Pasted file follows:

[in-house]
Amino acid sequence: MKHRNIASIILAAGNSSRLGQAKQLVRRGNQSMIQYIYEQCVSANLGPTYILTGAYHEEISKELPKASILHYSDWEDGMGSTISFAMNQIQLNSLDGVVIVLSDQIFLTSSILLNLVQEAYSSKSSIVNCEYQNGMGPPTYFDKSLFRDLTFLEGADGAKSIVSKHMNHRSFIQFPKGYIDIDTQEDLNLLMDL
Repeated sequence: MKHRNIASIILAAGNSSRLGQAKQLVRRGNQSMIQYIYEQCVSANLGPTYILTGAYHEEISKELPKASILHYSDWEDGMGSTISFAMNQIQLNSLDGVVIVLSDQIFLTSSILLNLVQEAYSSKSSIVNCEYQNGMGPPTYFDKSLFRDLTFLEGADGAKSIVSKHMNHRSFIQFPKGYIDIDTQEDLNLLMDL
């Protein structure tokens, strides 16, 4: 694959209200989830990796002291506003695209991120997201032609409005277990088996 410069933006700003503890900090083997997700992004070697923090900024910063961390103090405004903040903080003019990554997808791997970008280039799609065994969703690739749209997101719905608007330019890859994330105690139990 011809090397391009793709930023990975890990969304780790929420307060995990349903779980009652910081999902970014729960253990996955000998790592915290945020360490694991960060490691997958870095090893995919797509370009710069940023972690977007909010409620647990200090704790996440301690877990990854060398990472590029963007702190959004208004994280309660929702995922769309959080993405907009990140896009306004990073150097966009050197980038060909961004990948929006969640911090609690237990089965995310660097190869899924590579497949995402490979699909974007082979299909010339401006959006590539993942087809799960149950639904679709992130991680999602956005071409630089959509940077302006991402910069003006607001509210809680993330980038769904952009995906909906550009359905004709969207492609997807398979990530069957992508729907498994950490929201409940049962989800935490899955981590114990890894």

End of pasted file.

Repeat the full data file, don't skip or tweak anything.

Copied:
[in-house]
Amino acid sequence: MKHRNIASIILAAGNSSRLGQAKQLVRRGNQSMIQYIYEQCVSANLGPTYILTGAYHEEISKELPKASILHYSDWEDGMGSTISFAMNQIQLNSLDGVVIVLSDQIFLTSSILLNLVQEAYSSKSSIVNCEYQNGMGPPTYFDKSLFRDLTFLEGADGAKSIVSKHMNHRSFIQFPKGYIDIDTQEDLNLLMDL
Repeated sequence: MKHRNIASIILAAGNSSRLGQAKQLVRRGNQSMIQYIYEQCVSANLGPTYILTGAYHEEISKELPKASILHYSDWEDGMGSTISFAMNQIQLNSLDGVVIVLSDQIFLTSSILLNLVQEAYSSKSSIVNCEYQNGMGPPTYFDKSLFRDLTFLEGADGAKSIVSKHMNHRSFIQFPKGYIDIDTQEDLNLLMDL
């Protein structure tokens, strides 16, 4: 694959209200989830990796002291506003695209991120997201032609409005277990088996 410069933006700003503890900090083997997700992004070697923090900024910063961390103090405004903040903080003019990554997808791997970008280039799609065994969703690739749209997101719905608007330019890859994330105690139990 011809090397391009793709930023990975890990969304780790929420307060995990349903779980009652910081999902970014729960253990996955000998790592915290945020360490694991960060490691997958870095090893995919797509370009710069940023972690977007909010409620647990200090704790996440301690877990990854060398990472590029963007702190959004208004994280309660929702995922769309959080993405907009990140896009306004990073150097966009050197980038060909961004990948929006969640911090609690237990089965995310660097190869899924590579497949995402490979699909974007082979299909010339401006959006590539993942087809799960149950639904679709992130991680999602956005071409630089959509940077302006991402910069003006607001509210809680993330980038769904952009995906909906550009359905004709969207492609997807398979990530069957992508729907498994950490929201409940049962989800935490899955981590114990890894």